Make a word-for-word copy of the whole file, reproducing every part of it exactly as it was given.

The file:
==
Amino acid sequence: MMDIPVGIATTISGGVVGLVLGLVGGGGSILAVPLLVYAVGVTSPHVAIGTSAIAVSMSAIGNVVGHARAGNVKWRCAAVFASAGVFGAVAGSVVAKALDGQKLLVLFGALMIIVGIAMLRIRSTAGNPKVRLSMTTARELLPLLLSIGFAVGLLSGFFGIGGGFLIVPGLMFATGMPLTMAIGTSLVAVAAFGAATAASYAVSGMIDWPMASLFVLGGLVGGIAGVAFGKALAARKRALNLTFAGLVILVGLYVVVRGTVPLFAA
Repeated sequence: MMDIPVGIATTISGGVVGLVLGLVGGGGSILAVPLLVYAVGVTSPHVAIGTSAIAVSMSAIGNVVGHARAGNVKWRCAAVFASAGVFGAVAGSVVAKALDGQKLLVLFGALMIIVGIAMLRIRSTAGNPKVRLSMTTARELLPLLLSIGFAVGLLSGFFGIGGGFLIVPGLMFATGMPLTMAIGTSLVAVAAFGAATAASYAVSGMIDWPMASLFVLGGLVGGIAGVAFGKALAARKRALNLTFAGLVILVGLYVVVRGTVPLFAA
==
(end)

Amino acid sequence: MMDIPVGIATTISGGVVGLVLGLVGGGGSILAVPLLVYAVGVTSPHVAIGTSAIAVSMSAIGNVVGHARAGNVKWRCAAVFASAGVFGAVAGSVVAKALDGQKLLVLFGALMIIVGIAMLRIRSTAGNPKVRLSMTTARELLPLLLSIGFAVGLLSGFFGIGGGFLIVPGLMFATGMPLTMAIGTSLVAVAAFGAATAASYAVSGMIDWPMASLFVLGGLVGGIAGVAFGKALAARKRALNLTFAGLVILVGLYVVVRGTVPLFAA
Repeated sequence: MMDIPVGIATTISGGVVGLVLGLVGGGGSILAVPLLVYAVGVTSPHVAIGTSAIAVSMSAIGNVVGHARAGNVKWRCAAVFASAGVFGAVAGSVVAKALDGQKLLVLFGALMIIVGIAMLRIRSTAGNPKVRLSMTTARELLPLLLSIGFAVGLLSGFFGIGGGFLIVPGLMFATGMPLTMAIGTSLVAVAAFGAATAASYAVSGMIDWPMASLFVLGGLVGGIAGVAFGKALAARKRALNLTFAGLVILVGLYVVVRGTVPLFAA